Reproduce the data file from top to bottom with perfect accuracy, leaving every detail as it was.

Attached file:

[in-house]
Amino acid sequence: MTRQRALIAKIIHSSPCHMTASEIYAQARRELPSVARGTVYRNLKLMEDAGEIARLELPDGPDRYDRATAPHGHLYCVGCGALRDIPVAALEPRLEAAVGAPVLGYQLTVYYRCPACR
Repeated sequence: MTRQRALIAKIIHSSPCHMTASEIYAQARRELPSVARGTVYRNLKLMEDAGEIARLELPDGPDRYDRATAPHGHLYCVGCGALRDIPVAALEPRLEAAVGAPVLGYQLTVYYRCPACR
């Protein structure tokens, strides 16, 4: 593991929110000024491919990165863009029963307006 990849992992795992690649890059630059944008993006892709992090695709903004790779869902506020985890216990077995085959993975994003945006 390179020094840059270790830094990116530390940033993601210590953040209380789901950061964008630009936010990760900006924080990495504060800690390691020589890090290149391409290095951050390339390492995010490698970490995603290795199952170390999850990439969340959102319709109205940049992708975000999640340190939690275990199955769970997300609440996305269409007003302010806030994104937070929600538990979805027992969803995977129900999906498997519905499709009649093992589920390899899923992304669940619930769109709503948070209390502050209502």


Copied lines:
[in-house]
Amino acid sequence: MTRQRALIAKIIHSSPCHMTASEIYAQARRELPSVARGTVYRNLKLMEDAGEIARLELPDGPDRYDRATAPHGHLYCVGCGALRDIPVAALEPRLEAAVGAPVLGYQLTVYYRCPACR
Repeated sequence: MTRQRALIAKIIHSSPCHMTASEIYAQARRELPSVARGTVYRNLKLMEDAGEIARLELPDGPDRYDRATAPHGHLYCVGCGALRDIPVAALEPRLEAAVGAPVLGYQLTVYYRCPACR
């Protein structure tokens, strides 16, 4: 593991929110000024491919990165863009029963307006 990849992992795992690649890059630059944008993006892709992090695709903004790779869902506020985890216990077995085959993975994003945006 390179020094840059270790830094990116530390940033993601210590953040209380789901950061964008630009936010990760900006924080990495504060800690390691020589890090290149391409290095951050390339390492995010490698970490995603290795199952170390999850990439969340959102319709109205940049992708975000999640340190939690275990199955769970997300609440996305269409007003302010806030994104937070929600538990979805027992969803995977129900999906498997519905499709009649093992589920390899899923992304669940619930769109709503948070209390502050209502």